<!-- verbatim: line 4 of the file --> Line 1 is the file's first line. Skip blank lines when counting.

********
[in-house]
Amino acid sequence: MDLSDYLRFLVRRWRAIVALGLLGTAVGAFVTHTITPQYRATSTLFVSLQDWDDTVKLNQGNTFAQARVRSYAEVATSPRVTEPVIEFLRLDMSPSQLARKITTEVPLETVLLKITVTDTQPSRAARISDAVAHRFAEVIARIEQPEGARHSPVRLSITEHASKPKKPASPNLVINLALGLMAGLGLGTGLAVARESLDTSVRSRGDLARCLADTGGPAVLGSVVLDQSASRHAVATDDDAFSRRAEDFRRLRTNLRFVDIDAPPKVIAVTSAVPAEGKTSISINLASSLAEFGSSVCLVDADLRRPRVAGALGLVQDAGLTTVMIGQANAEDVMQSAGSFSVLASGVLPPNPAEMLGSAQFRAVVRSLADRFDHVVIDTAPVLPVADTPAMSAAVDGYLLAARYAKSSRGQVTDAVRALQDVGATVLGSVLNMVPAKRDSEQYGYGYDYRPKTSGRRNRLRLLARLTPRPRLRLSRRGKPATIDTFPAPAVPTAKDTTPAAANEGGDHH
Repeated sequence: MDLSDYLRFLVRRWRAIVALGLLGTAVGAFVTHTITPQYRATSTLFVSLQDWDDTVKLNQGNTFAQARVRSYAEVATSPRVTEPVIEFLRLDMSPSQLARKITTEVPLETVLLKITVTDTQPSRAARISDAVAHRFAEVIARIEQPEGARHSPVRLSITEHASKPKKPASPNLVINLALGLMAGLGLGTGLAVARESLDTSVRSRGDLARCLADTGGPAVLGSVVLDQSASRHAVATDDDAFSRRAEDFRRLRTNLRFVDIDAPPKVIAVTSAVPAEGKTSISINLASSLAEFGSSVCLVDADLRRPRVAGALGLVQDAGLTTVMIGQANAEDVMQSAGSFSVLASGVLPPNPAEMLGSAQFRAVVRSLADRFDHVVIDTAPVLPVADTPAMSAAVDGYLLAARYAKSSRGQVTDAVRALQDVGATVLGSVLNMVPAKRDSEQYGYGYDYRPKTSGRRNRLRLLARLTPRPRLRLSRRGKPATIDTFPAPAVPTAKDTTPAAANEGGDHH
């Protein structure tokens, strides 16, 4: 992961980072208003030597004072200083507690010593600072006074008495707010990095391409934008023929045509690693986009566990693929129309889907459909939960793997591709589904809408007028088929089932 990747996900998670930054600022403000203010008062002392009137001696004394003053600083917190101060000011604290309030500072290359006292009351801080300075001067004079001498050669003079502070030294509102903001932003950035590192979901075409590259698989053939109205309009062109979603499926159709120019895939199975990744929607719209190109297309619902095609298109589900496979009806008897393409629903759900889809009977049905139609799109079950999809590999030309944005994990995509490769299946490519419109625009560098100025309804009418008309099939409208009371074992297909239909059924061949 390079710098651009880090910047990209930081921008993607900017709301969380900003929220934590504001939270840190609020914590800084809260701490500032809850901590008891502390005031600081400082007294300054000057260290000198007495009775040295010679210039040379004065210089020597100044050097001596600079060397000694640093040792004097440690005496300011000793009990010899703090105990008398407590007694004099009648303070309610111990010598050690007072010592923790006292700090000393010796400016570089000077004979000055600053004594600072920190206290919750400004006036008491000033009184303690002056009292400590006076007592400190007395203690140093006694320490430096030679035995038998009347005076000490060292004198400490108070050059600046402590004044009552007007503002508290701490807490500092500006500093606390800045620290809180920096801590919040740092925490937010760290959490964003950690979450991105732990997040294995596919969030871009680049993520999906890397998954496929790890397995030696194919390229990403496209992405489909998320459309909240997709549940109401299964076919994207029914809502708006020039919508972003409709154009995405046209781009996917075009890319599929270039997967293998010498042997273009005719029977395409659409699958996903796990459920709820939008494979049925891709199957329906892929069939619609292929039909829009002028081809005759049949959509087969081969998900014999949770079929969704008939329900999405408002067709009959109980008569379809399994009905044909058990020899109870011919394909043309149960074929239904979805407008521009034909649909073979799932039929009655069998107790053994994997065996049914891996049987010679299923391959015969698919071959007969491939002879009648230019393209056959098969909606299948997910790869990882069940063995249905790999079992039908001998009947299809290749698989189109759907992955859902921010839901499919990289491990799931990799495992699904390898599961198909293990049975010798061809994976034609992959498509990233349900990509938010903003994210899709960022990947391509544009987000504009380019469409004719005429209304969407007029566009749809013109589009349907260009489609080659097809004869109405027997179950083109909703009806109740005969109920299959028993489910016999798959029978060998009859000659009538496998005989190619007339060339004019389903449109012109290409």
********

């Protein structure tokens, strides 16, 4: 992961980072208003030597004072200083507690010593600072006074008495707010990095391409934008023929045509690693986009566990693929129309889907459909939960793997591709589904809408007028088929089932 990747996900998670930054600022403000203010008062002392009137001696004394003053600083917190101060000011604290309030500072290359006292009351801080300075001067004079001498050669003079502070030294509102903001932003950035590192979901075409590259698989053939109205309009062109979603499926159709120019895939199975990744929607719209190109297309619902095609298109589900496979009806008897393409629903759900889809009977049905139609799109079950999809590999030309944005994990995509490769299946490519419109625009560098100025309804009418008309099939409208009371074992297909239909059924061949 390079710098651009880090910047990209930081921008993607900017709301969380900003929220934590504001939270840190609020914590800084809260701490500032809850901590008891502390005031600081400082007294300054000057260290000198007495009775040295010679210039040379004065210089020597100044050097001596600079060397000694640093040792004097440690005496300011000793009990010899703090105990008398407590007694004099009648303070309610111990010598050690007072010592923790006292700090000393010796400016570089000077004979000055600053004594600072920190206290919750400004006036008491000033009184303690002056009292400590006076007592400190007395203690140093006694320490430096030679035995038998009347005076000490060292004198400490108070050059600046402590004044009552007007503002508290701490807490500092500006500093606390800045620290809180920096801590919040740092925490937010760290959490964003950690979450991105732990997040294995596919969030871009680049993520999906890397998954496929790890397995030696194919390229990403496209992405489909998320459309909240997709549940109401299964076919994207029914809502708006020039919508972003409709154009995405046209781009996917075009890319599929270039997967293998010498042997273009005719029977395409659409699958996903796990459920709820939008494979049925891709199957329906892929069939619609292929039909829009002028081809005759049949959509087969081969998900014999949770079929969704008939329900999405408002067709009959109980008569379809399994009905044909058990020899109870011919394909043309149960074929239904979805407008521009034909649909073979799932039929009655069998107790053994994997065996049914891996049987010679299923391959015969698919071959007969491939002879009648230019393209056959098969909606299948997910790869990882069940063995249905790999079992039908001998009947299809290749698989189109759907992955859902921010839901499919990289491990799931990799495992699904390898599961198909293990049975010798061809994976034609992959498509990233349900990509938010903003994210899709960022990947391509544009987000504009380019469409004719005429209304969407007029566009749809013109589009349907260009489609080659097809004869109405027997179950083109909703009806109740005969109920299959028993489910016999798959029978060998009859000659009538496998005989190619007339060339004019389903449109012109290409």